Chapter 4 : Ito Calculus
For computing Ito integrals, one of the most important tools is Ito’s lemma. This chapter covers Ito lemma in various shades and colors. Levy characterization of Brownian motion is stated so as to easily identify a Brownian motion. Basic recipe for simulating a Multivariate Brownian motion is given.
Chapter 5 : Stochastic Differential Equations
SDE for the following processes are described and solved

Arithmetic Brownian Motion

Geometric Brownian Motion

OrnsteinUhlenbeck SDE

Mean Reversion SDE

Mean Reversion with square root diffusion SDE

Coupled SDE
Solving an SDE, as they say is part art and part science. A good guess is all that is required sometimes. However the chapter tries to give a generic framework for SDEs that are a combination of Arithmetic BM and Geometric BM. The chapter ends with Martingale representation theorem that basically says that, “If Brownian motion is the only source of randomness, then a continuous martingale can be expressed as a driftless SDE driven by Brownian motion”. This is the heart of option pricing framework. MRT guarantees that the claim process can be replicated. However the thing to keep in mind is that it only guarantees replication, it does not tell you the exact hedge.
Chapter 6 : Option Valuation
This chapter tries to do too many things, i.e. 1)PDE approach to option valuation, 2)Risk neutral approach to option valuation and 3) connecting PDE with martingale pricing using Feynman Kac. It is like squeezing in 120 pages of crystal clear treatment by Shreve( in his book on stochastic calculus) to 20 pages. I think this chapter needs to be rewritten so that it can at least give a good direction to the option pricing framework.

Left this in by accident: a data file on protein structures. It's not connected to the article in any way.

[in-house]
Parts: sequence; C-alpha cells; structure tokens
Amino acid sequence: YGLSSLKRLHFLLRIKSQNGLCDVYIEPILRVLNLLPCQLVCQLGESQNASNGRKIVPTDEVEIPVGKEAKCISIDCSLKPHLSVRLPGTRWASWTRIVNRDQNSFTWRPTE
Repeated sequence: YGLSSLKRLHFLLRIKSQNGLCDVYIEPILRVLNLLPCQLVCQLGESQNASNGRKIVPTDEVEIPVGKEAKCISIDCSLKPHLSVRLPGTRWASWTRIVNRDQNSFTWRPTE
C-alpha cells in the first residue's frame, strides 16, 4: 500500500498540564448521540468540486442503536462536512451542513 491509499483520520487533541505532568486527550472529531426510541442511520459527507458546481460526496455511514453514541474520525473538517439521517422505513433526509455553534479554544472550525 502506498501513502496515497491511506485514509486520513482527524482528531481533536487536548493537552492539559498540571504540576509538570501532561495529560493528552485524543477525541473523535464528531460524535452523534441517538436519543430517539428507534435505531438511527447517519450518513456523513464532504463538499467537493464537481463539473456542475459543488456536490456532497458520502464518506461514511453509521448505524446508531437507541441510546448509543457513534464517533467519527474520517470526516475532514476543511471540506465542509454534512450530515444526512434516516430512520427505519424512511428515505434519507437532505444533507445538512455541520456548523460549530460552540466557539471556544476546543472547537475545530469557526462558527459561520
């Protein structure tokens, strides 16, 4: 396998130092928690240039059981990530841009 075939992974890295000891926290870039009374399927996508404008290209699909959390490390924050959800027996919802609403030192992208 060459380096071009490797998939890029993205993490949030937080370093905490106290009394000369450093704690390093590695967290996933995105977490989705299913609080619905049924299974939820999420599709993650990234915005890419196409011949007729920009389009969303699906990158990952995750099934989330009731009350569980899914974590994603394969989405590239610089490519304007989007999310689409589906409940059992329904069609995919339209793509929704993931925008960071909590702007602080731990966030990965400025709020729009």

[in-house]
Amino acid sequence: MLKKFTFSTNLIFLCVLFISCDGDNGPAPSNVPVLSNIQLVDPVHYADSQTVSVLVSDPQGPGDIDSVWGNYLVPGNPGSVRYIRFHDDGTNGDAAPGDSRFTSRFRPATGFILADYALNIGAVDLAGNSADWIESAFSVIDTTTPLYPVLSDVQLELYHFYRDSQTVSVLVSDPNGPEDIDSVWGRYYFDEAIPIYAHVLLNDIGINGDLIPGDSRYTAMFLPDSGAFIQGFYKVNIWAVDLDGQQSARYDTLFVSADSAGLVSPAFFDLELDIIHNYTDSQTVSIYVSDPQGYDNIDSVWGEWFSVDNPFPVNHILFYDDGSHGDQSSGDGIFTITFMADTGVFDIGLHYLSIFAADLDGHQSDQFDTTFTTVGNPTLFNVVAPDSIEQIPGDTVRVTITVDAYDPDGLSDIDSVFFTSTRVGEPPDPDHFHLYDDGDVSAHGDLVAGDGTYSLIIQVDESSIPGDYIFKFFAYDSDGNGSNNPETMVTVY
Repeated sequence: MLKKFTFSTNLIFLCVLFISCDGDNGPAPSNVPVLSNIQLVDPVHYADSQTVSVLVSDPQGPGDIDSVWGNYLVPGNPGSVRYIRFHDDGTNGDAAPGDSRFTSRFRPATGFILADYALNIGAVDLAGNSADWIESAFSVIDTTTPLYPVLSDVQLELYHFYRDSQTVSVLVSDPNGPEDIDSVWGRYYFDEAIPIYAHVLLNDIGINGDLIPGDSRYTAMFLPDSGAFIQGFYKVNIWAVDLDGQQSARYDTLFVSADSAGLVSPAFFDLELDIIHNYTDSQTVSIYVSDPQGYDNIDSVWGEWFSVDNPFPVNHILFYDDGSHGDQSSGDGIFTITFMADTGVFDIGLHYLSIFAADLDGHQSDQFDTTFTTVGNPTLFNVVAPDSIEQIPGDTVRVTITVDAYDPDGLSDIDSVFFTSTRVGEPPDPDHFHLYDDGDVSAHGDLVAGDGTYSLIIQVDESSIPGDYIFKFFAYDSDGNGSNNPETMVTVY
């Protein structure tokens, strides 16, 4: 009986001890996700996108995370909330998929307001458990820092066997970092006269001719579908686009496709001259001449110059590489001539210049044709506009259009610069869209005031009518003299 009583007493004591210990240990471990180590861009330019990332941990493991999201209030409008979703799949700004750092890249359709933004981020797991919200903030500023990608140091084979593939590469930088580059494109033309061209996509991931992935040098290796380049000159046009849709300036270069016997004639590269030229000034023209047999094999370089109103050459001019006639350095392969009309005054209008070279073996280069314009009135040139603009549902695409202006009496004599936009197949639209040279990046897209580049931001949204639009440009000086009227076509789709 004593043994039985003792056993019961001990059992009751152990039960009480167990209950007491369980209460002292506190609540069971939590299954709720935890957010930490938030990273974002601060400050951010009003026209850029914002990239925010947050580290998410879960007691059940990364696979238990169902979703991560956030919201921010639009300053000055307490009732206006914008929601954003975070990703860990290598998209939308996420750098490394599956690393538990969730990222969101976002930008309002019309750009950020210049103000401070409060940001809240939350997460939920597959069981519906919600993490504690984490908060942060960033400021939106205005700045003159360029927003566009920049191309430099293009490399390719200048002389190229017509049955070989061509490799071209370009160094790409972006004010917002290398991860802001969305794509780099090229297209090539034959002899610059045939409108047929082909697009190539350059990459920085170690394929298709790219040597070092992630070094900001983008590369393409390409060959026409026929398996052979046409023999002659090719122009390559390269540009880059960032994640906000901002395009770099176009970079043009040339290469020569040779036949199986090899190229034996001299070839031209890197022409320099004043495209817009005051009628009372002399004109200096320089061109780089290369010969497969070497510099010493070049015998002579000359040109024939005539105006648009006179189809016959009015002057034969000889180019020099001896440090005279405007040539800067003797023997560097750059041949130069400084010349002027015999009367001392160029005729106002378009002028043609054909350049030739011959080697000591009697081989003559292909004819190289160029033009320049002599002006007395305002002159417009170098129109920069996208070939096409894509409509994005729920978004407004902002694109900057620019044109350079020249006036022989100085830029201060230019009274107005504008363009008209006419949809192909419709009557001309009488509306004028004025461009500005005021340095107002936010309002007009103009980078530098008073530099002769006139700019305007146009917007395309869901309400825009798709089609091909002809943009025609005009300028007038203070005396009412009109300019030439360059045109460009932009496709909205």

Chapter 7 : Change of Probability
This chapter is written very well. It starts off with a change of measure for discrete random variable. For a random variable taking countable values, one can adjust the probabilities in such a way that you will be able to shift the first moment of the random variable. Subsequently, a change of measure is done for a standard normal variable to shift its mean. These two examples are followed by changing the measure for a Brownian motion using Girsanov transformation. Unlike the simple cases, one needs to rigorously prove that the Brownian motion after a measure change results in another Brownian motion with change in drift. Enough examples are given so that the reader gets a good idea about, “how to move from one measure to another?” The application of Radon Nikodym derivative is shown via Importance sampling, a technique to produce robust simulation results. The concept of equivalent measures is also touched upon towards the end.
Chapter 8 : Numeraire Pricing
The last chapter like the chapter on option valuation covers too much ground and hence falls flat. An enormous number of topics are touched upon in 20 pages and ends up not doing justice to any of them. May be the author meant it that way so that a curious reader can explore things in other books.
The title of the book appears daunting but the contents of the book are accessible to a pretty large audience. The math covered in this book does not require many prerequisites from the reader other than basic calculus and probability concepts. The background to all the discussion about Brownian motion is the option pricing application and hence can be read by most of the finance professionals who are looking to get a little deeper understanding of the math behind option pricing.